What Are the Advantages and Disadvantages of Change-Oriented Leadership?

What Are the Advantages and Disadvantages of Change-Oriented Leadership?

Various forms of leadership provide people with many options to use in good or bad situations. One of the most effective leadership forms is change-oriented leadership, which is based on visionary change, according to Team Technology. This leadership style can help you reach great heights in your personal life or business. However, you should be aware of the advantages and disadvantages of this leadership style before you adopt it, as the disadvantages may ruin the benefits you may realize.


Change-oriented leaders are flexible and more willing to make adjustments whenever necessary. They are often looking for new challenges and goals that their organization can attempt to achieve. If an approach fails, they may change the way in which they do things to adapt to the challenges. If you are a change-oriented leader, you may be good at managing crises. Many organizations that adopted change-oriented leadership during the economic downturn may have been able to overcome the challenges at a more rapid rate than others did.


When employees interact with their change-oriented leaders, they may become inspired because such leaders are not afraid to accept input from all quarters, including their subordinates. If the input has the potential to bring about positive transformation to the business, these leaders will embrace it. Such leaders inspire their followers by maintaining a good rapport with them. Leaders who use their wisdom to bring changes that enable an organization to come out stronger after a catastrophe may inspire their subordinates to start thinking of innovative ways to solve problems. Eventually, the followers may appreciate and respect the leader enough to increase their motivation.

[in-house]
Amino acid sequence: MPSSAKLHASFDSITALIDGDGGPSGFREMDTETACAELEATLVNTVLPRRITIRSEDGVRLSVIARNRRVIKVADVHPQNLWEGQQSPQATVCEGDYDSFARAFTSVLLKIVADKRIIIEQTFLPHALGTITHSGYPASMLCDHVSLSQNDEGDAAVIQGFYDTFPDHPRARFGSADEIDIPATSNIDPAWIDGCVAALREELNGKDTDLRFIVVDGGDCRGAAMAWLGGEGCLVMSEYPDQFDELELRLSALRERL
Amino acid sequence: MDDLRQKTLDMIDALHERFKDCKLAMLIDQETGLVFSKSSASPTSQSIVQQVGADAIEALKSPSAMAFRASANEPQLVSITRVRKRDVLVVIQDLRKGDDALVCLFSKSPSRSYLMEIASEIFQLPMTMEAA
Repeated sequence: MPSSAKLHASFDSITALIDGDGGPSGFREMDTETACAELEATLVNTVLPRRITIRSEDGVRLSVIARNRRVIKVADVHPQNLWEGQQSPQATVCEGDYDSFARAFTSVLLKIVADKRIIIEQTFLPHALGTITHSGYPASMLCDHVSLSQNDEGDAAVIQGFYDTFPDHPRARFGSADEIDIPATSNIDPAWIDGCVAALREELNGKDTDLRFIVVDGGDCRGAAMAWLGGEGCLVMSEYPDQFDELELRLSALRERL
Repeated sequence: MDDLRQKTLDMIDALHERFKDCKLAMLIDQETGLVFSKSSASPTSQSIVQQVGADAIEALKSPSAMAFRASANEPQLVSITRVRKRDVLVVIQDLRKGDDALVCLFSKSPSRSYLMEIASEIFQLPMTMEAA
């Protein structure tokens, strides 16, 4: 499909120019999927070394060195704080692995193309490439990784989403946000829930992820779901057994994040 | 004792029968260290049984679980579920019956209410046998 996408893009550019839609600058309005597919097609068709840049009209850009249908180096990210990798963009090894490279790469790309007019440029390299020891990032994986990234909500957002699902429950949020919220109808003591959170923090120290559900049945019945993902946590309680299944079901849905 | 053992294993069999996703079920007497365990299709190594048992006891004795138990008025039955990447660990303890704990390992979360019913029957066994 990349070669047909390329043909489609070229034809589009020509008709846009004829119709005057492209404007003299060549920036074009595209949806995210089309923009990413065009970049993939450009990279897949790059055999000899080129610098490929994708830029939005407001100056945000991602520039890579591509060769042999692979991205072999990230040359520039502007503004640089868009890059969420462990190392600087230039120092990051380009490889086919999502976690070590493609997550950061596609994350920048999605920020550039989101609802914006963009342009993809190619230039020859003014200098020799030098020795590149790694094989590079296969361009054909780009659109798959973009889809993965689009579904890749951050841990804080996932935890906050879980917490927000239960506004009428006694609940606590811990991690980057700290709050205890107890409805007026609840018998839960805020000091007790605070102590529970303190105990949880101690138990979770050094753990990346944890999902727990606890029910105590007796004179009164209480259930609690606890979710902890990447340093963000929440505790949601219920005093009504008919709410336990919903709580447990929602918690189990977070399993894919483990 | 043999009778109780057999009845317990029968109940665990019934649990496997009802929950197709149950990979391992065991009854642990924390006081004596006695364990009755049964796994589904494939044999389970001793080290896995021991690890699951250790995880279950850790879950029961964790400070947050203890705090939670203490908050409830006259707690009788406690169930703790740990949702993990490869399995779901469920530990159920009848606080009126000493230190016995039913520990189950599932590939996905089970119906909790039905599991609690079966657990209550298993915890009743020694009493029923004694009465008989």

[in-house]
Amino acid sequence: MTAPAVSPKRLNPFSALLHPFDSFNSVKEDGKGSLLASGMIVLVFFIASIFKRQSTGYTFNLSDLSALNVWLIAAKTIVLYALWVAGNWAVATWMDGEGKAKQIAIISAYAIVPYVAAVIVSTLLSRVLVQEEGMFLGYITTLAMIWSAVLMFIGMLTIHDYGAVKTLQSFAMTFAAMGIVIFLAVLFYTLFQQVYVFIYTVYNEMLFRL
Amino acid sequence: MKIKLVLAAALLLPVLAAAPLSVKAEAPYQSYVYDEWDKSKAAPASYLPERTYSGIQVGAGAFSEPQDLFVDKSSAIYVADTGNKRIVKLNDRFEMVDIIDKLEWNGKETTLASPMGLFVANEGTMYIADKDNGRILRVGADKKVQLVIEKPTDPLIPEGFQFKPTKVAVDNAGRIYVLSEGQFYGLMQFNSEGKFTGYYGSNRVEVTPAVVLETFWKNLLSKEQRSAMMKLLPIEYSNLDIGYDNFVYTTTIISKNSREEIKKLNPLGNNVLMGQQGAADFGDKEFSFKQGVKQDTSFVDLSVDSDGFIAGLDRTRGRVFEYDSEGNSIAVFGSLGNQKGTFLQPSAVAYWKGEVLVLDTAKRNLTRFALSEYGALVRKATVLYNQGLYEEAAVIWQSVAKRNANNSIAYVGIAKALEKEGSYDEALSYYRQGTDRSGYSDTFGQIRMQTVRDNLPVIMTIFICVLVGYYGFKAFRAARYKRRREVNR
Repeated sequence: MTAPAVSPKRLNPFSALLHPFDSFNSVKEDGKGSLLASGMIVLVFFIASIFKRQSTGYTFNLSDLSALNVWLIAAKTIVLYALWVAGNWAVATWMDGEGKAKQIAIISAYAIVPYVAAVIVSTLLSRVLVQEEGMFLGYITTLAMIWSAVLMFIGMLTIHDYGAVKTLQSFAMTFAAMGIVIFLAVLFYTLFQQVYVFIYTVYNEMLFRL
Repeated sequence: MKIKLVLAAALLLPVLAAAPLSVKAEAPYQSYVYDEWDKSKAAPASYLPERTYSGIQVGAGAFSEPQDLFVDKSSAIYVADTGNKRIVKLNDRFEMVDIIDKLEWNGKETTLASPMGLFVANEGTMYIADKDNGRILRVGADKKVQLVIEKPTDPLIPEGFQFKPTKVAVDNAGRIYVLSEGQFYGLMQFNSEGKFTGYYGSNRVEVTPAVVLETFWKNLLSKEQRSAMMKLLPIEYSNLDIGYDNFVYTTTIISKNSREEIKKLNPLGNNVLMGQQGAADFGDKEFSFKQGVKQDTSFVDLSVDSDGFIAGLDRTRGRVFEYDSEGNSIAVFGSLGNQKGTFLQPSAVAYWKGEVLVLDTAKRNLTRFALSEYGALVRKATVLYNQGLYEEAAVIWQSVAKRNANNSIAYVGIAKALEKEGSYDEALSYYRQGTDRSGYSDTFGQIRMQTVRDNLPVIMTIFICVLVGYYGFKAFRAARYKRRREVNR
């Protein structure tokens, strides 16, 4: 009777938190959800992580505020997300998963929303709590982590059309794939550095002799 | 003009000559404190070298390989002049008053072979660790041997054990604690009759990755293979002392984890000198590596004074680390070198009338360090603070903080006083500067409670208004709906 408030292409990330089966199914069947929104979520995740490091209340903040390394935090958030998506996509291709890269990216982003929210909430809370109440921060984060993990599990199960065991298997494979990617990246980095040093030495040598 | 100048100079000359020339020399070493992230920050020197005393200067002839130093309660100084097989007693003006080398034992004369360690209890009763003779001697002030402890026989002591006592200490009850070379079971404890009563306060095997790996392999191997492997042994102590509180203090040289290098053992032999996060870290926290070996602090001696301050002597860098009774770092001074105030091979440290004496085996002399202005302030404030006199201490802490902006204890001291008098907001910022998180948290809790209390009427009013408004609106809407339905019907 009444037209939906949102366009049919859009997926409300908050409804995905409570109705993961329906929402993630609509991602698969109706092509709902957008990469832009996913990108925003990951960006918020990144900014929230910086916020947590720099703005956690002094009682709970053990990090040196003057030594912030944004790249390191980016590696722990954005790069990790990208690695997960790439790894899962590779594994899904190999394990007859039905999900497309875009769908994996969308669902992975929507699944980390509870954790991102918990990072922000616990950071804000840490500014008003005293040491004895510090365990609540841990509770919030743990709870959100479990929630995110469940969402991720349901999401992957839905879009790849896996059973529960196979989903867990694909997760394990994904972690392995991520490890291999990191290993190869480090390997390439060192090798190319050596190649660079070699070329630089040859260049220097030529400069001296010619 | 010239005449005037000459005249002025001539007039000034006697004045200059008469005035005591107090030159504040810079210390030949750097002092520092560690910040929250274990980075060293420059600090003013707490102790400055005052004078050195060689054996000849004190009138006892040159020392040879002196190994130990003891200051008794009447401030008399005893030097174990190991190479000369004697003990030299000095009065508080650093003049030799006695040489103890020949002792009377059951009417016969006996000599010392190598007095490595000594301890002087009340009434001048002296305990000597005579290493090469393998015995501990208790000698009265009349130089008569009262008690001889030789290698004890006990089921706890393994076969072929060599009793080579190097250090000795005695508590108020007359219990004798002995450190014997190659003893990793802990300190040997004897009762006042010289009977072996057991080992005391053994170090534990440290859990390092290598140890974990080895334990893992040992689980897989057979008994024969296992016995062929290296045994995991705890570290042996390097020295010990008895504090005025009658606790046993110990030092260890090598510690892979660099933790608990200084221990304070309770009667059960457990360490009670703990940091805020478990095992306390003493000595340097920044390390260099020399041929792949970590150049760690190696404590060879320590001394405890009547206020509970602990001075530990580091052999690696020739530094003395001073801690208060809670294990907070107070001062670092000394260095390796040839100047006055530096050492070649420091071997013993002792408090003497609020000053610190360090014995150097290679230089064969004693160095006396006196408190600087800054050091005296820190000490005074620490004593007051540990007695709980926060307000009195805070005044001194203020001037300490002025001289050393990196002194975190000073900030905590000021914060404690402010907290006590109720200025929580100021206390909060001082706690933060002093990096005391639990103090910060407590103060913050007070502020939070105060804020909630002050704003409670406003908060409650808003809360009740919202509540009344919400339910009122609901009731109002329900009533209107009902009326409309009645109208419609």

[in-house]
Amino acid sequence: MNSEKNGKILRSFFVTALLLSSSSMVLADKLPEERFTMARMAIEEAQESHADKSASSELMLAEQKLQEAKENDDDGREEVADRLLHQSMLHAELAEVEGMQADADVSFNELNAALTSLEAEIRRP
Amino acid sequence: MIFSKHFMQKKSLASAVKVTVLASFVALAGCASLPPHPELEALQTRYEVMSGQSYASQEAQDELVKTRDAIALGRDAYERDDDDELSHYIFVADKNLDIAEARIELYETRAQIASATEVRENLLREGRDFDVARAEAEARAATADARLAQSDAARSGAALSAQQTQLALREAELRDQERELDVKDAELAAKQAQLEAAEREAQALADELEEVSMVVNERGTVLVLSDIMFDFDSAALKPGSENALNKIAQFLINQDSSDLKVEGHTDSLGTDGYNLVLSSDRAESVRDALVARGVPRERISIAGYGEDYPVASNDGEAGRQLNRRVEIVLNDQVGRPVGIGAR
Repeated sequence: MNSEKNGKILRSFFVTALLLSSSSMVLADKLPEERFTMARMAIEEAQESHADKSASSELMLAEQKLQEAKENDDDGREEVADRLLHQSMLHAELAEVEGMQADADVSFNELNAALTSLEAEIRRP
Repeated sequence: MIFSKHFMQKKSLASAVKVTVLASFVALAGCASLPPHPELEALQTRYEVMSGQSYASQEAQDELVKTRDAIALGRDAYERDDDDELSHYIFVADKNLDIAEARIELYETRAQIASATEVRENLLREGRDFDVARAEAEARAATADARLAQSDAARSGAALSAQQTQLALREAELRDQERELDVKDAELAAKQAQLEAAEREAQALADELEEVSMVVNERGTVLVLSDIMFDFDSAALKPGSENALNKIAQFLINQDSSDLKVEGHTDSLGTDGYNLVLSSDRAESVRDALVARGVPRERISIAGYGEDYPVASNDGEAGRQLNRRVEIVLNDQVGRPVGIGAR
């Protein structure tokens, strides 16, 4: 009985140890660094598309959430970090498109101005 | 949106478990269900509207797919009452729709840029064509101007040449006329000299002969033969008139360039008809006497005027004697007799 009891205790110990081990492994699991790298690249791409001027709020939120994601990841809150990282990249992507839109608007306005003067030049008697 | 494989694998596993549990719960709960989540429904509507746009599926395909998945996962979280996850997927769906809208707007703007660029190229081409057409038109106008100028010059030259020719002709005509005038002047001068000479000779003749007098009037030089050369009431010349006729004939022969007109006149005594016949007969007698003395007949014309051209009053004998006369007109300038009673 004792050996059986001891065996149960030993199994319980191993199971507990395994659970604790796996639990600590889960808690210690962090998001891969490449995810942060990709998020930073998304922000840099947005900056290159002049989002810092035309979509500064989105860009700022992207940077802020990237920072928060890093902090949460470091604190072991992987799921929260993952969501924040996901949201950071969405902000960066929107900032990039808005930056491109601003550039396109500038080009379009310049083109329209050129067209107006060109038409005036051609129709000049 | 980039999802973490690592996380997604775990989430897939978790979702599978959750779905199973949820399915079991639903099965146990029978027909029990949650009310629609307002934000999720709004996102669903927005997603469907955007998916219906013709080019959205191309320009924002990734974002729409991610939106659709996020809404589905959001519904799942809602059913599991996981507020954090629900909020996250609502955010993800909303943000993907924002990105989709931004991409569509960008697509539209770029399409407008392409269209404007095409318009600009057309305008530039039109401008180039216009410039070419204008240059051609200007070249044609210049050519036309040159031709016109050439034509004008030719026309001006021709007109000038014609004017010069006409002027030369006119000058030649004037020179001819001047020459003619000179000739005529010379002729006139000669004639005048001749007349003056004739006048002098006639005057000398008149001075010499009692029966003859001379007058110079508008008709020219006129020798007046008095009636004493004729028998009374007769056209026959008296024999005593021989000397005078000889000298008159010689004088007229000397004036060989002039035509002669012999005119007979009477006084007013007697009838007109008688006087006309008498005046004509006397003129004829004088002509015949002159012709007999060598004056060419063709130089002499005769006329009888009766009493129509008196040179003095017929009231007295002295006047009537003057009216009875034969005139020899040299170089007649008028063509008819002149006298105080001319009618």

Frequent policy changes that change-oriented leadership may often create confusion among the subordinates. The leaders, therefore, need to clarify new goals and methods frequently to avoid disillusion and frustration brought about by excessive changes. In addition, the goals may overlap and undermine each other. Therefore, you may have to incorporate all your goals and understand their effect before you implement them.

Too Many Responsibilities

A change-oriented leader may be overwhelmed by undertaking too many responsibilities in an attempt to bring meaningful change. As a result, the leader may not have enough personal time. Your other personal relationships may therefore be affected, as a change-oriented leader. Furthermore, change-oriented leaders often take responsibility for the mistakes of members of their teams. If you fail to complete a project, the confidence the group has in you may be eroded.

Stress and Worries

A change-oriented leader is always expected to refresh his or her knowledge by maintaining a rapid and continuous learning. The anxiety that comes with the fear of failure as well as the unpredictability of the external environment may create stress. You have to be ready to learn and change to adapt to societal changes, member preferences and new challenges.


As a leader, it may benefit you and your followers if you embrace a change-oriented leadership style. However, you should be careful when adopting this leadership style because of its disadvantages.

Image Source: The New School